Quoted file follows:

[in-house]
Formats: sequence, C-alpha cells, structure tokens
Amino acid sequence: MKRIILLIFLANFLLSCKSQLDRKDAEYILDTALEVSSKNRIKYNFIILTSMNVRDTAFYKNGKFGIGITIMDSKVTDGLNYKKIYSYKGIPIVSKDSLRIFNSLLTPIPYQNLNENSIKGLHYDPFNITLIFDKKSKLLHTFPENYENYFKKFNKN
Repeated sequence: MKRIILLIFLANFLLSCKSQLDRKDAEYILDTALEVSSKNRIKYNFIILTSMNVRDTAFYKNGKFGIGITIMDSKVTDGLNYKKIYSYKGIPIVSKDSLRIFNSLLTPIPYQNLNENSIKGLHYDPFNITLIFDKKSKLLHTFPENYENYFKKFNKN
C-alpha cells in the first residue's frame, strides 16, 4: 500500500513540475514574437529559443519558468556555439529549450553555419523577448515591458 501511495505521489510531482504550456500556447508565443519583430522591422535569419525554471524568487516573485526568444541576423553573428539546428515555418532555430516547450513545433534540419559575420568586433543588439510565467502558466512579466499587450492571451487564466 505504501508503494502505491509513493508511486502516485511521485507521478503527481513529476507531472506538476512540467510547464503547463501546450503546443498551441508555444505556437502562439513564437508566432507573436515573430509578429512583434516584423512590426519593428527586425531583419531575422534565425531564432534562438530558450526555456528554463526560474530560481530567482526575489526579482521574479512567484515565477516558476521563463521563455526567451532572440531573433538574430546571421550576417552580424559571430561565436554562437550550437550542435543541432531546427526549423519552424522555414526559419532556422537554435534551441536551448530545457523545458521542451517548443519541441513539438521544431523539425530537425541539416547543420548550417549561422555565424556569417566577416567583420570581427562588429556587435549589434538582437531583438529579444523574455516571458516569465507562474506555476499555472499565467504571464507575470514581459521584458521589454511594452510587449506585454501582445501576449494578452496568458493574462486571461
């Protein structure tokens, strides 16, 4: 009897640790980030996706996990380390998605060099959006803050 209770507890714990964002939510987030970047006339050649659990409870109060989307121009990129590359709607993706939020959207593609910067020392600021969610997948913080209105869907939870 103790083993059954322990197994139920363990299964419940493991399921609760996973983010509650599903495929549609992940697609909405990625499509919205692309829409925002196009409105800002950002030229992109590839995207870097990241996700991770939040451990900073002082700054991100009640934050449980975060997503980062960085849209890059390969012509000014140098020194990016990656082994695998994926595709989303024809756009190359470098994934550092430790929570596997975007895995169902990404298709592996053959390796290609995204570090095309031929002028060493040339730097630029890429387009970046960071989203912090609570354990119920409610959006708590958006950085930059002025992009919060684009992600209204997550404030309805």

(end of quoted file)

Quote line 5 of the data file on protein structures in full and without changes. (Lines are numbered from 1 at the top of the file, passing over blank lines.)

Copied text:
C-alpha cells in the first residue's frame, strides 16, 4: 500500500513540475514574437529559443519558468556555439529549450553555419523577448515591458 501511495505521489510531482504550456500556447508565443519583430522591422535569419525554471524568487516573485526568444541576423553573428539546428515555418532555430516547450513545433534540419559575420568586433543588439510565467502558466512579466499587450492571451487564466 505504501508503494502505491509513493508511486502516485511521485507521478503527481513529476507531472506538476512540467510547464503547463501546450503546443498551441508555444505556437502562439513564437508566432507573436515573430509578429512583434516584423512590426519593428527586425531583419531575422534565425531564432534562438530558450526555456528554463526560474530560481530567482526575489526579482521574479512567484515565477516558476521563463521563455526567451532572440531573433538574430546571421550576417552580424559571430561565436554562437550550437550542435543541432531546427526549423519552424522555414526559419532556422537554435534551441536551448530545457523545458521542451517548443519541441513539438521544431523539425530537425541539416547543420548550417549561422555565424556569417566577416567583420570581427562588429556587435549589434538582437531583438529579444523574455516571458516569465507562474506555476499555472499565467504571464507575470514581459521584458521589454511594452510587449506585454501582445501576449494578452496568458493574462486571461